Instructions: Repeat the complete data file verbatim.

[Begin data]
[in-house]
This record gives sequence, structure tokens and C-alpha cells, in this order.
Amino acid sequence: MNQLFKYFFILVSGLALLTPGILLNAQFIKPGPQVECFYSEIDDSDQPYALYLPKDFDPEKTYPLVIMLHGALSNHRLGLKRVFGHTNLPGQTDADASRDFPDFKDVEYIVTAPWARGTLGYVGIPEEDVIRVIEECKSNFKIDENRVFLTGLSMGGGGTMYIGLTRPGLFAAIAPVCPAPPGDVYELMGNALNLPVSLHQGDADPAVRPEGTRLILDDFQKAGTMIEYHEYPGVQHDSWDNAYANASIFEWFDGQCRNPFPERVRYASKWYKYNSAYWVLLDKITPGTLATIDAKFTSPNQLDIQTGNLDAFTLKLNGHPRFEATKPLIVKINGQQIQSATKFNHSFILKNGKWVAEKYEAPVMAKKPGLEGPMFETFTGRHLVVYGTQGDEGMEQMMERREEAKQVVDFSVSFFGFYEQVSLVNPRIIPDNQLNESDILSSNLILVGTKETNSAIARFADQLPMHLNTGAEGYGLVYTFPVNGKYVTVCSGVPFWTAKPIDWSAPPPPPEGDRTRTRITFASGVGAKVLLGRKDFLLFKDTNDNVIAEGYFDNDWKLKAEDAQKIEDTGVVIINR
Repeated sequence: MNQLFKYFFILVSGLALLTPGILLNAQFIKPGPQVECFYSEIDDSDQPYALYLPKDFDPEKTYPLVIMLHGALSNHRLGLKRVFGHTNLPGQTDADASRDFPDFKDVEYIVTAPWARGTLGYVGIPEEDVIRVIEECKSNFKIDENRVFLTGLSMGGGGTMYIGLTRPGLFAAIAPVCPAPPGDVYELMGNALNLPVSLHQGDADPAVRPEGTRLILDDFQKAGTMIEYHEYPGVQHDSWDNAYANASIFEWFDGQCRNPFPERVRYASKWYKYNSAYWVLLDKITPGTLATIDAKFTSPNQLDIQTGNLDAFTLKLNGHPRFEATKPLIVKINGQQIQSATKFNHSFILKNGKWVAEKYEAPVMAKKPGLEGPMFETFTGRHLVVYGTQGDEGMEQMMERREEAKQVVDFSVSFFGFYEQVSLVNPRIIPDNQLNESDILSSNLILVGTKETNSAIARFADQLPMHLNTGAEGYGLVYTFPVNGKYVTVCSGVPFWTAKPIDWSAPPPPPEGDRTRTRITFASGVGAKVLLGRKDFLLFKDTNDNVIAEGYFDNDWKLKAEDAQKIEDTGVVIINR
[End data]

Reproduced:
[in-house]
This record gives sequence, structure tokens and C-alpha cells, in this order.
Amino acid sequence: MNQLFKYFFILVSGLALLTPGILLNAQFIKPGPQVECFYSEIDDSDQPYALYLPKDFDPEKTYPLVIMLHGALSNHRLGLKRVFGHTNLPGQTDADASRDFPDFKDVEYIVTAPWARGTLGYVGIPEEDVIRVIEECKSNFKIDENRVFLTGLSMGGGGTMYIGLTRPGLFAAIAPVCPAPPGDVYELMGNALNLPVSLHQGDADPAVRPEGTRLILDDFQKAGTMIEYHEYPGVQHDSWDNAYANASIFEWFDGQCRNPFPERVRYASKWYKYNSAYWVLLDKITPGTLATIDAKFTSPNQLDIQTGNLDAFTLKLNGHPRFEATKPLIVKINGQQIQSATKFNHSFILKNGKWVAEKYEAPVMAKKPGLEGPMFETFTGRHLVVYGTQGDEGMEQMMERREEAKQVVDFSVSFFGFYEQVSLVNPRIIPDNQLNESDILSSNLILVGTKETNSAIARFADQLPMHLNTGAEGYGLVYTFPVNGKYVTVCSGVPFWTAKPIDWSAPPPPPEGDRTRTRITFASGVGAKVLLGRKDFLLFKDTNDNVIAEGYFDNDWKLKAEDAQKIEDTGVVIINR
Repeated sequence: MNQLFKYFFILVSGLALLTPGILLNAQFIKPGPQVECFYSEIDDSDQPYALYLPKDFDPEKTYPLVIMLHGALSNHRLGLKRVFGHTNLPGQTDADASRDFPDFKDVEYIVTAPWARGTLGYVGIPEEDVIRVIEECKSNFKIDENRVFLTGLSMGGGGTMYIGLTRPGLFAAIAPVCPAPPGDVYELMGNALNLPVSLHQGDADPAVRPEGTRLILDDFQKAGTMIEYHEYPGVQHDSWDNAYANASIFEWFDGQCRNPFPERVRYASKWYKYNSAYWVLLDKITPGTLATIDAKFTSPNQLDIQTGNLDAFTLKLNGHPRFEATKPLIVKINGQQIQSATKFNHSFILKNGKWVAEKYEAPVMAKKPGLEGPMFETFTGRHLVVYGTQGDEGMEQMMERREEAKQVVDFSVSFFGFYEQVSLVNPRIIPDNQLNESDILSSNLILVGTKETNSAIARFADQLPMHLNTGAEGYGLVYTFPVNGKYVTVCSGVPFWTAKPIDWSAPPPPPEGDRTRTRITFASGVGAKVLLGRKDFLLFKDTNDNVIAEGYFDNDWKLKAEDAQKIEDTGVVIINR